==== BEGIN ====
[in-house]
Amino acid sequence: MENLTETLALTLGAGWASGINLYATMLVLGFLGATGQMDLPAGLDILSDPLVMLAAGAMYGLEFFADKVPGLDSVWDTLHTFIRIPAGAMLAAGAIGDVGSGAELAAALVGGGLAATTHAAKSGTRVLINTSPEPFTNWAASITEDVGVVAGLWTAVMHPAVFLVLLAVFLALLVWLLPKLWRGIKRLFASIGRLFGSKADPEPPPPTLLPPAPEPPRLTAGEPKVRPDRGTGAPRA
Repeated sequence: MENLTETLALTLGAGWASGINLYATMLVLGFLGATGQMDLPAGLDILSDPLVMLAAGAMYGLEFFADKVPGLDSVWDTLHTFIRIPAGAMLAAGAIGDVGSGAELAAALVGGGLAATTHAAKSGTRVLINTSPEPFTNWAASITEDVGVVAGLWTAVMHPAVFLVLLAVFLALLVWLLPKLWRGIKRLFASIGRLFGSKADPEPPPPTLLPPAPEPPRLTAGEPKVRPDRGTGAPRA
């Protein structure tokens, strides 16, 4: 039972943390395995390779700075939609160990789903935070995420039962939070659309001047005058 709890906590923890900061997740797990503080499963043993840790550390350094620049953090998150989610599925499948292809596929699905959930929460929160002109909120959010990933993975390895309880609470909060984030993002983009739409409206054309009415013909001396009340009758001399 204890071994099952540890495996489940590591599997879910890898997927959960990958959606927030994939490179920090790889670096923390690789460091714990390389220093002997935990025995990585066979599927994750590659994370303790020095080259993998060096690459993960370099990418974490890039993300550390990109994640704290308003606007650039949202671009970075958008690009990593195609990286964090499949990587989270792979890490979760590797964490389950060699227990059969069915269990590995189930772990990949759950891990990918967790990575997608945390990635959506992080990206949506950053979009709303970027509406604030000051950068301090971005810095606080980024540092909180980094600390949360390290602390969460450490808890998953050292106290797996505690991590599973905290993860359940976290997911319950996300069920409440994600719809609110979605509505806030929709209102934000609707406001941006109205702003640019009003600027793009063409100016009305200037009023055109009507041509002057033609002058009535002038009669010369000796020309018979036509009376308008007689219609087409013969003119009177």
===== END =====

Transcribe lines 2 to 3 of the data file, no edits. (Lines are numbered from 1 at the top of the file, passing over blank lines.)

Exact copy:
Amino acid sequence: MENLTETLALTLGAGWASGINLYATMLVLGFLGATGQMDLPAGLDILSDPLVMLAAGAMYGLEFFADKVPGLDSVWDTLHTFIRIPAGAMLAAGAIGDVGSGAELAAALVGGGLAATTHAAKSGTRVLINTSPEPFTNWAASITEDVGVVAGLWTAVMHPAVFLVLLAVFLALLVWLLPKLWRGIKRLFASIGRLFGSKADPEPPPPTLLPPAPEPPRLTAGEPKVRPDRGTGAPRA
Repeated sequence: MENLTETLALTLGAGWASGINLYATMLVLGFLGATGQMDLPAGLDILSDPLVMLAAGAMYGLEFFADKVPGLDSVWDTLHTFIRIPAGAMLAAGAIGDVGSGAELAAALVGGGLAATTHAAKSGTRVLINTSPEPFTNWAASITEDVGVVAGLWTAVMHPAVFLVLLAVFLALLVWLLPKLWRGIKRLFASIGRLFGSKADPEPPPPTLLPPAPEPPRLTAGEPKVRPDRGTGAPRA